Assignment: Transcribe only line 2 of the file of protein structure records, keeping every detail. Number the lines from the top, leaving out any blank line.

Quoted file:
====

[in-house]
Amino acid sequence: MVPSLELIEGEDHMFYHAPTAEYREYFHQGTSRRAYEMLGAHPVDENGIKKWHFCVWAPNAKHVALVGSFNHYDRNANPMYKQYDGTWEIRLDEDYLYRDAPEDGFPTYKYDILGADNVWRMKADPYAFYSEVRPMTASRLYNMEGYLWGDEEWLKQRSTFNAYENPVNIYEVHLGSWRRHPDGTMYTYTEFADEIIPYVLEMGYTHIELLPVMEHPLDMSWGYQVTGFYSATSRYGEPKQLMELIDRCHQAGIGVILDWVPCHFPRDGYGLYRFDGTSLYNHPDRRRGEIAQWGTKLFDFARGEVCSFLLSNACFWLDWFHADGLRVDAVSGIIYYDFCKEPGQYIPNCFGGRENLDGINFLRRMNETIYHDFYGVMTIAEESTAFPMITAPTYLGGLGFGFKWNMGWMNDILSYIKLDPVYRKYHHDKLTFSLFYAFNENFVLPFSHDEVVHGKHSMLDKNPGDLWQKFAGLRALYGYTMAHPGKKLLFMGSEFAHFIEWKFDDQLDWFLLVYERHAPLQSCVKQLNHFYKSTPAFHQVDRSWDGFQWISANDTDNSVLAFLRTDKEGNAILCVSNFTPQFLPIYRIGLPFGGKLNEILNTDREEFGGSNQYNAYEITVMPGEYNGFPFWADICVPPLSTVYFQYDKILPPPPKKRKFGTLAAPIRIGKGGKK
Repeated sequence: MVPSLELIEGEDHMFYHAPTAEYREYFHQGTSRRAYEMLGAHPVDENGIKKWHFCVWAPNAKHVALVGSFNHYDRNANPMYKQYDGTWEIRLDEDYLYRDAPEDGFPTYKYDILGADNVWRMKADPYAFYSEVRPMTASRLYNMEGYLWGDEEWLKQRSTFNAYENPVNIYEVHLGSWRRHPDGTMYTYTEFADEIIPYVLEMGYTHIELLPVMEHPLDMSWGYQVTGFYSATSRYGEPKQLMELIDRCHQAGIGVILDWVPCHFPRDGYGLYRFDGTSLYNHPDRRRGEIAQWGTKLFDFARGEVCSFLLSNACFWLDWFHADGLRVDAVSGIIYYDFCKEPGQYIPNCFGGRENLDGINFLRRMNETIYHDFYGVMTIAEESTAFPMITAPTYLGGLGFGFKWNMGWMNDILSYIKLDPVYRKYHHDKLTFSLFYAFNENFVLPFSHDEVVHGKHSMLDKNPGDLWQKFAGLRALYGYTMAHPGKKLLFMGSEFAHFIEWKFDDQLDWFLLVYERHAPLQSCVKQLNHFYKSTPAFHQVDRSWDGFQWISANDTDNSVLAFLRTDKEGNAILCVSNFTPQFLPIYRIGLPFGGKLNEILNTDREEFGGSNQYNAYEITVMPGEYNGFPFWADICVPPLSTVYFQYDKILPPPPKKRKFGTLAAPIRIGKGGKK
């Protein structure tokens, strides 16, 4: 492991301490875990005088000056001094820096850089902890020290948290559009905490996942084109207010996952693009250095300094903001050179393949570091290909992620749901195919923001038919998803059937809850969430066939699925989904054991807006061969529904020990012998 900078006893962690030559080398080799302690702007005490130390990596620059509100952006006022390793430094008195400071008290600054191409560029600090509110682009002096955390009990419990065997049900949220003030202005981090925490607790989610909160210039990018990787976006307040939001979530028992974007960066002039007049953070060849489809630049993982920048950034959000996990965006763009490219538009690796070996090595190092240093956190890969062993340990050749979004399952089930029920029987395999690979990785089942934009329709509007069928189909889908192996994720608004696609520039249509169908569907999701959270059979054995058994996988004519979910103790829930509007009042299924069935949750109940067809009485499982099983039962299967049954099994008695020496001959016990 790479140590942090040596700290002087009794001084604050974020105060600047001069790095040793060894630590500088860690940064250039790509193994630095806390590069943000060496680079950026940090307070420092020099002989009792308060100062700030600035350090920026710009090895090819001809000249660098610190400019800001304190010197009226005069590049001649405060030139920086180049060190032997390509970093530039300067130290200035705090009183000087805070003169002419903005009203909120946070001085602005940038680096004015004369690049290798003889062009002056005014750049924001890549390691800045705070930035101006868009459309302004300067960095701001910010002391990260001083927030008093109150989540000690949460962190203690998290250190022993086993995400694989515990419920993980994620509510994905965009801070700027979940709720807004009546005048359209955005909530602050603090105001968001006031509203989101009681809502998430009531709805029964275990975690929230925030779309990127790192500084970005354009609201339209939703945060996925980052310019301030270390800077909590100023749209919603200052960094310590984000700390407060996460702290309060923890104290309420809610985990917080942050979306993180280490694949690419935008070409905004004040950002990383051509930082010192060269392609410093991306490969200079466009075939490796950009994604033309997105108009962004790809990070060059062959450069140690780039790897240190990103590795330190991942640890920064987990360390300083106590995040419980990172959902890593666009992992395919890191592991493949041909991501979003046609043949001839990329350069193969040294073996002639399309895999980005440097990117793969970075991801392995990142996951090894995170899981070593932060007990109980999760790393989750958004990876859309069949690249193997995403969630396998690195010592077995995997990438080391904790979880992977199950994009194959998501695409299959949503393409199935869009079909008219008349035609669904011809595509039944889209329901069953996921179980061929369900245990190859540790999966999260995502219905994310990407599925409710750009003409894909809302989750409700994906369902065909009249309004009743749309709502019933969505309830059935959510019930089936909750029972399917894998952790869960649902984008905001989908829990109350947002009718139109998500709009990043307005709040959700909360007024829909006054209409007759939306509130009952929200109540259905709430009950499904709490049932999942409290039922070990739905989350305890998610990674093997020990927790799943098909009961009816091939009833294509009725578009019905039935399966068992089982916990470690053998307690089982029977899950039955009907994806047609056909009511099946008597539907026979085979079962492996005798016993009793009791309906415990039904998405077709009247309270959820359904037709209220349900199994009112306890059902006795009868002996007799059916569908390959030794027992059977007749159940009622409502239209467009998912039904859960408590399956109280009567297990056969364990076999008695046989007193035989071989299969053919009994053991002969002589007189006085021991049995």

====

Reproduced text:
Amino acid sequence: MVPSLELIEGEDHMFYHAPTAEYREYFHQGTSRRAYEMLGAHPVDENGIKKWHFCVWAPNAKHVALVGSFNHYDRNANPMYKQYDGTWEIRLDEDYLYRDAPEDGFPTYKYDILGADNVWRMKADPYAFYSEVRPMTASRLYNMEGYLWGDEEWLKQRSTFNAYENPVNIYEVHLGSWRRHPDGTMYTYTEFADEIIPYVLEMGYTHIELLPVMEHPLDMSWGYQVTGFYSATSRYGEPKQLMELIDRCHQAGIGVILDWVPCHFPRDGYGLYRFDGTSLYNHPDRRRGEIAQWGTKLFDFARGEVCSFLLSNACFWLDWFHADGLRVDAVSGIIYYDFCKEPGQYIPNCFGGRENLDGINFLRRMNETIYHDFYGVMTIAEESTAFPMITAPTYLGGLGFGFKWNMGWMNDILSYIKLDPVYRKYHHDKLTFSLFYAFNENFVLPFSHDEVVHGKHSMLDKNPGDLWQKFAGLRALYGYTMAHPGKKLLFMGSEFAHFIEWKFDDQLDWFLLVYERHAPLQSCVKQLNHFYKSTPAFHQVDRSWDGFQWISANDTDNSVLAFLRTDKEGNAILCVSNFTPQFLPIYRIGLPFGGKLNEILNTDREEFGGSNQYNAYEITVMPGEYNGFPFWADICVPPLSTVYFQYDKILPPPPKKRKFGTLAAPIRIGKGGKK